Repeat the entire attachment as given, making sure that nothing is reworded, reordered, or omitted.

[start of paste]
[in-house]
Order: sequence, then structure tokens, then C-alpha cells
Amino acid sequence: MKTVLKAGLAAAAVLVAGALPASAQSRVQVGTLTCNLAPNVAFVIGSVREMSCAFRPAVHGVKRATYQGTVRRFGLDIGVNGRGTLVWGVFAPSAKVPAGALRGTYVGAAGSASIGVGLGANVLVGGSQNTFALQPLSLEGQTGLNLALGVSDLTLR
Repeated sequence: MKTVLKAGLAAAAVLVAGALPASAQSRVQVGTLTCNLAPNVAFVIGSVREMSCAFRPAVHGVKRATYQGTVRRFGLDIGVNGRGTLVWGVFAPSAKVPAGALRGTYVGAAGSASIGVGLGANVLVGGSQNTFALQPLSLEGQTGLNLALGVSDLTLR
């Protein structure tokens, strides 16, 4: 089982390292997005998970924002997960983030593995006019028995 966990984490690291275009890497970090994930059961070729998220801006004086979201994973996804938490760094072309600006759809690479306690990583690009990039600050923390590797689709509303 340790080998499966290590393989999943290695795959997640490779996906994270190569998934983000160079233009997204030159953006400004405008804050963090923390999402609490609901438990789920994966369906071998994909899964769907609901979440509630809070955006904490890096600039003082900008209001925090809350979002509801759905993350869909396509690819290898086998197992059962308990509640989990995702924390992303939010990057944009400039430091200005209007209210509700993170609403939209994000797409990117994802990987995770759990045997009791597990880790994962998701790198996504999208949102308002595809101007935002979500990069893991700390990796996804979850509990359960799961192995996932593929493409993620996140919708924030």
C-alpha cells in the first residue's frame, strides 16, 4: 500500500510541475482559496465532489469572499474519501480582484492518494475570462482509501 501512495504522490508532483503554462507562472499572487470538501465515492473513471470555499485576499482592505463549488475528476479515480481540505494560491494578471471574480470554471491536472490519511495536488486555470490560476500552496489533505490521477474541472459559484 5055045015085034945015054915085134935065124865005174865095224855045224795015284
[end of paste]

[in-house]
Order: sequence, then structure tokens, then C-alpha cells
Amino acid sequence: MKTVLKAGLAAAAVLVAGALPASAQSRVQVGTLTCNLAPNVAFVIGSVREMSCAFRPAVHGVKRATYQGTVRRFGLDIGVNGRGTLVWGVFAPSAKVPAGALRGTYVGAAGSASIGVGLGANVLVGGSQNTFALQPLSLEGQTGLNLALGVSDLTLR
Repeated sequence: MKTVLKAGLAAAAVLVAGALPASAQSRVQVGTLTCNLAPNVAFVIGSVREMSCAFRPAVHGVKRATYQGTVRRFGLDIGVNGRGTLVWGVFAPSAKVPAGALRGTYVGAAGSASIGVGLGANVLVGGSQNTFALQPLSLEGQTGLNLALGVSDLTLR
């Protein structure tokens, strides 16, 4: 089982390292997005998970924002997960983030593995006019028995 966990984490690291275009890497970090994930059961070729998220801006004086979201994973996804938490760094072309600006759809690479306690990583690009990039600050923390590797689709509303 340790080998499966290590393989999943290695795959997640490779996906994270190569998934983000160079233009997204030159953006400004405008804050963090923390999402609490609901438990789920994966369906071998994909899964769907609901979440509630809070955006904490890096600039003082900008209001925090809350979002509801759905993350869909396509690819290898086998197992059962308990509640989990995702924390992303939010990057944009400039430091200005209007209210509700993170609403939209994000797409990117994802990987995770759990045997009791597990880790994962998701790198996504999208949102308002595809101007935002979500990069893991700390990796996804979850509990359960799961192995996932593929493409993620996140919708924030």
C-alpha cells in the first residue's frame, strides 16, 4: 500500500510541475482559496465532489469572499474519501480582484492518494475570462482509501 501512495504522490508532483503554462507562472499572487470538501465515492473513471470555499485576499482592505463549488475528476479515480481540505494560491494578471471574480470554471491536472490519511495536488486555470490560476500552496489533505490521477474541472459559484 5055045015085034945015054915085134935065124865005174865095224855045224795015284